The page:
Robert Samuelson's June 6 op-ed column "Competition: Still the Secret of Economic Success" is a dangerous half truth -- very dangerous as we enter the 1990s with significant global excess capacity in many high-technology, as well as basic, industries.

In supporting competition, Adam Smith was reacting against the monopoly of the medieval guild system; he was not supporting unlimited and unchecked competition as an absolute means to prosperity in and of itself, nor was he supporting the kinds of contemporary zero sum and negative sum competition Mr. Samuelson refers to as "cannibalistic."

Mr. Samuelson's new-found understanding of the "ferocious rivalry" among large Japanese firms is a well known phenomenon that the Japanese themselves refer to as "excess competition," a condition in which prices cover average variable but not average total costs. No industry can survive such a condition in the long run without subsidy or extended private credits, but Japan actually promotes excess competition in high-growth sectors in order to breed a super-efficient core of companies.

In Japan, the inevitable shake out that eventually accompanies such sustained periods of excess competition is a carefully monitored and regulated process, and it is steered in directions that promote the general welfare.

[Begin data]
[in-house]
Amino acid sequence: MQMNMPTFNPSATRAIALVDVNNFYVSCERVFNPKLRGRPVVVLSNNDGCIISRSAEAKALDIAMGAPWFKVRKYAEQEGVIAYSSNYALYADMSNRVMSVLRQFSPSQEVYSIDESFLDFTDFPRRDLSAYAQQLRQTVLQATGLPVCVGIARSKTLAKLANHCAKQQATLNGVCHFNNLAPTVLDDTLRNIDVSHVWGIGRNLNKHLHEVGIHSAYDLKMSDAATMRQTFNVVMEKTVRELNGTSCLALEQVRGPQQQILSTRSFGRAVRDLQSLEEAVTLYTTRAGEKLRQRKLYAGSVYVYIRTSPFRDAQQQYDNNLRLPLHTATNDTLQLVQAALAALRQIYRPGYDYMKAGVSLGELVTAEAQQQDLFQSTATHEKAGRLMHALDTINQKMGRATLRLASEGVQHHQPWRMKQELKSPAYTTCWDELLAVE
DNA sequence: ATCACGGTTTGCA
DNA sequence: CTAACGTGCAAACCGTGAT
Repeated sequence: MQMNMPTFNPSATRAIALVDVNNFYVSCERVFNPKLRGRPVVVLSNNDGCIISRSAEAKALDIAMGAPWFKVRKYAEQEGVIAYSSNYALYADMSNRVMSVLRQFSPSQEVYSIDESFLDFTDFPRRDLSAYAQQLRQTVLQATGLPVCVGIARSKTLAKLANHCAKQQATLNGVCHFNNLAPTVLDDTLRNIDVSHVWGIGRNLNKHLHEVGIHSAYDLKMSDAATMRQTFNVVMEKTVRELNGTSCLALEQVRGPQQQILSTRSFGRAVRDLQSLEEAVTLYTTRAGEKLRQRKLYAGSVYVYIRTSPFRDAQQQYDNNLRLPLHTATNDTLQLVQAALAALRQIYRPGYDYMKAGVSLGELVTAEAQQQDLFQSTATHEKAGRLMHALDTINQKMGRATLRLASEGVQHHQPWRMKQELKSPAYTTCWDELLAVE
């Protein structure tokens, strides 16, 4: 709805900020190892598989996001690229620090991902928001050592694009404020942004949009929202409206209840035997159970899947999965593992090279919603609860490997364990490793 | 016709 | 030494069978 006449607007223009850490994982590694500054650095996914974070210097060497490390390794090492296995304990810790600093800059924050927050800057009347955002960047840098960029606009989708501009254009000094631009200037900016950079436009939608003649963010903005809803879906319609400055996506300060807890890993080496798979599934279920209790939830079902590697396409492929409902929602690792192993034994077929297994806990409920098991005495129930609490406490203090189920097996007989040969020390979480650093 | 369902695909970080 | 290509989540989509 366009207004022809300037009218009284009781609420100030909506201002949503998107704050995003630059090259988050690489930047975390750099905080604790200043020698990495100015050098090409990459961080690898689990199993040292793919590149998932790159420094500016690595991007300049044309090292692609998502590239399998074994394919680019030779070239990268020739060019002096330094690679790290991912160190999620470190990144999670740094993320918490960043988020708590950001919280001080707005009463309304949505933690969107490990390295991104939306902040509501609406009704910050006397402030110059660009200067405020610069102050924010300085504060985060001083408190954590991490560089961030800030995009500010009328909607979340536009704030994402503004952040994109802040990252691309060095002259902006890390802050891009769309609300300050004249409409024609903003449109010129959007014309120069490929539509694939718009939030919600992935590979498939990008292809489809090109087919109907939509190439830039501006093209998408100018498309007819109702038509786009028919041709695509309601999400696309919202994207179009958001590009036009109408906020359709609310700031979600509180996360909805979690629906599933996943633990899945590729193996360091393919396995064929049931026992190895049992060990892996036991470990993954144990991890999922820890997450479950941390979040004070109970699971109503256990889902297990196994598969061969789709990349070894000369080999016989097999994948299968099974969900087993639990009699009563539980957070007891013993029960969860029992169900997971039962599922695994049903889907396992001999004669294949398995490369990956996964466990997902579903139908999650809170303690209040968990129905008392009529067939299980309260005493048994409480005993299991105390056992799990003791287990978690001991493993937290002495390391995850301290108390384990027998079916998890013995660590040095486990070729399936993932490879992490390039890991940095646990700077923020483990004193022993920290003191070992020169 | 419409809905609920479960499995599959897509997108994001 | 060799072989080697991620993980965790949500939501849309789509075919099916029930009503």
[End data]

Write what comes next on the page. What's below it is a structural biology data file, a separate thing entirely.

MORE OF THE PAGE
The United States has experienced excess competition both by design and by accident in the past decade. But it has adopted a much more laissez faire attitude toward it, with mounting adverse consequences. Deregulation created a condition of excess competition in many industries. That may have served consumers' interest but was not a sustainable economic process for producers, even very efficient ones in industries like organized trucking.

Competition is still a secret of economic success, but in the regulation of competitive excess, we also may have something to learn from Japan. JAMES A. CLIFTON Rockville